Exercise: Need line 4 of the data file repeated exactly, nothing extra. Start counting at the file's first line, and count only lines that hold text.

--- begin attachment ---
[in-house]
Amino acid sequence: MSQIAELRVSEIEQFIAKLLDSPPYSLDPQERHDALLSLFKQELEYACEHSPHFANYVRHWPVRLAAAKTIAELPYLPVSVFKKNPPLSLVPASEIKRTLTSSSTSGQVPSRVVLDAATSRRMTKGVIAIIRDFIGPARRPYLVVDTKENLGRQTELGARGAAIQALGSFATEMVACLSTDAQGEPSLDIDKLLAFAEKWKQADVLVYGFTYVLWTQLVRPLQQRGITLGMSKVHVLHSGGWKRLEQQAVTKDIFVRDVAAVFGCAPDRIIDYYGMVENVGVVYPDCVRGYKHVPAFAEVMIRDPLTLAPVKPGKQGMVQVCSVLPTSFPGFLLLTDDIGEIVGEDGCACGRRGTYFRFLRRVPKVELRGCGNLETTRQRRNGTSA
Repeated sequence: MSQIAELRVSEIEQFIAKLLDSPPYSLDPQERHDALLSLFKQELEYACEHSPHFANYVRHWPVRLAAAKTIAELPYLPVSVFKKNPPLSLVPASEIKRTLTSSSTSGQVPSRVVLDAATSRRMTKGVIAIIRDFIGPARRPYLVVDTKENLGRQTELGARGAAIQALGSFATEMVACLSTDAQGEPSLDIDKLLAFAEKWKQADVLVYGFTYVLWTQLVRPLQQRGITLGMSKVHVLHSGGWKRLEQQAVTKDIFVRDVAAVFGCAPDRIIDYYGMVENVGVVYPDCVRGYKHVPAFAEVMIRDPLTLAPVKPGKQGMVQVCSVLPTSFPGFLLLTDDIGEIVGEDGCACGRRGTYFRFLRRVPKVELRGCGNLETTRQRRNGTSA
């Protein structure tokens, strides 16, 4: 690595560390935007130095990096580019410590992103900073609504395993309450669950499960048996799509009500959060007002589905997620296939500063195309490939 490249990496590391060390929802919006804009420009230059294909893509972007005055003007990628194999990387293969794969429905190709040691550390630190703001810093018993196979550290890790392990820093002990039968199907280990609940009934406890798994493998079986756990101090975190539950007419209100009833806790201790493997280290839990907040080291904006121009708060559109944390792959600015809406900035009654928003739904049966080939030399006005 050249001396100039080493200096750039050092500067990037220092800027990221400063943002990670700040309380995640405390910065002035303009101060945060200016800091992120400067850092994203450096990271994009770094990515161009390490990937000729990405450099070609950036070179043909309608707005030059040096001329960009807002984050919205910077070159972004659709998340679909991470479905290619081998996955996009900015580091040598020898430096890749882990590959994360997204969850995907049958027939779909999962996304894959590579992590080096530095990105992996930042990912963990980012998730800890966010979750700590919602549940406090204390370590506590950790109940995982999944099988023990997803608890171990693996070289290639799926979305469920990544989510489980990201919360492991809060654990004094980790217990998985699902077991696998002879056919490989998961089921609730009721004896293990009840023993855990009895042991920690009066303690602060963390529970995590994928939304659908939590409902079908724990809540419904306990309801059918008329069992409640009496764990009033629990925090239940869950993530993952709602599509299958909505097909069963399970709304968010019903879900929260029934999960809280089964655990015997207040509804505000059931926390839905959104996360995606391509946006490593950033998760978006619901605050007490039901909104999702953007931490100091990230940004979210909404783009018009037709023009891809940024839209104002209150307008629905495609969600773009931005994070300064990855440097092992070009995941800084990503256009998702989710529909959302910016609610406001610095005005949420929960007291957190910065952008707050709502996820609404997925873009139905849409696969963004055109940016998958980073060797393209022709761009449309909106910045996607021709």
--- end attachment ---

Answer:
């Protein structure tokens, strides 16, 4: 690595560390935007130095990096580019410590992103900073609504395993309450669950499960048996799509009500959060007002589905997620296939500063195309490939 490249990496590391060390929802919006804009420009230059294909893509972007005055003007990628194999990387293969794969429905190709040691550390630190703001810093018993196979550290890790392990820093002990039968199907280990609940009934406890798994493998079986756990101090975190539950007419209100009833806790201790493997280290839990907040080291904006121009708060559109944390792959600015809406900035009654928003739904049966080939030399006005 050249001396100039080493200096750039050092500067990037220092800027990221400063943002990670700040309380995640405390910065002035303009101060945060200016800091992120400067850092994203450096990271994009770094990515161009390490990937000729990405450099070609950036070179043909309608707005030059040096001329960009807002984050919205910077070159972004659709998340679909991470479905290619081998996955996009900015580091040598020898430096890749882990590959994360997204969850995907049958027939779909999962996304894959590579992590080096530095990105992996930042990912963990980012998730800890966010979750700590919602549940406090204390370590506590950790109940995982999944099988023990997803608890171990693996070289290639799926979305469920990544989510489980990201919360492991809060654990004094980790217990998985699902077991696998002879056919490989998961089921609730009721004896293990009840023993855990009895042991920690009066303690602060963390529970995590994928939304659908939590409902079908724990809540419904306990309801059918008329069992409640009496764990009033629990925090239940869950993530993952709602599509299958909505097909069963399970709304968010019903879900929260029934999960809280089964655990015997207040509804505000059931926390839905959104996360995606391509946006490593950033998760978006619901605050007490039901909104999702953007931490100091990230940004979210909404783009018009037709023009891809940024839209104002209150307008629905495609969600773009931005994070300064990855440097092992070009995941800084990503256009998702989710529909959302910016609610406001610095005005949420929960007291957190910065952008707050709502996820609404997925873009139905849409696969963004055109940016998958980073060797393209022709761009449309909106910045996607021709």